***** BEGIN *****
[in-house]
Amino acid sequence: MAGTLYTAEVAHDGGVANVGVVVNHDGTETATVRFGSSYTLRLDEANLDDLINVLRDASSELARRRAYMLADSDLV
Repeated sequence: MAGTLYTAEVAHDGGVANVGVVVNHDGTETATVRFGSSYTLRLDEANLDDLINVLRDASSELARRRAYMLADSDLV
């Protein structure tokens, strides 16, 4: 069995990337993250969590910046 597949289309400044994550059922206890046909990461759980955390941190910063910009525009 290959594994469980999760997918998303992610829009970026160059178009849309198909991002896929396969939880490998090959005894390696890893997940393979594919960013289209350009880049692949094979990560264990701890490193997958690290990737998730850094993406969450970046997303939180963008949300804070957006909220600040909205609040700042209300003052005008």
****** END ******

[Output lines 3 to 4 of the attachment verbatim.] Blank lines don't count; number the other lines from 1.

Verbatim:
Repeated sequence: MAGTLYTAEVAHDGGVANVGVVVNHDGTETATVRFGSSYTLRLDEANLDDLINVLRDASSELARRRAYMLADSDLV
């Protein structure tokens, strides 16, 4: 069995990337993250969590910046 597949289309400044994550059922206890046909990461759980955390941190910063910009525009 290959594994469980999760997918998303992610829009970026160059178009849309198909991002896929396969939880490998090959005894390696890893997940393979594919960013289209350009880049692949094979990560264990701890490193997958690290990737998730850094993406969450970046997303939180963008949300804070957006909220600040909205609040700042209300003052005008």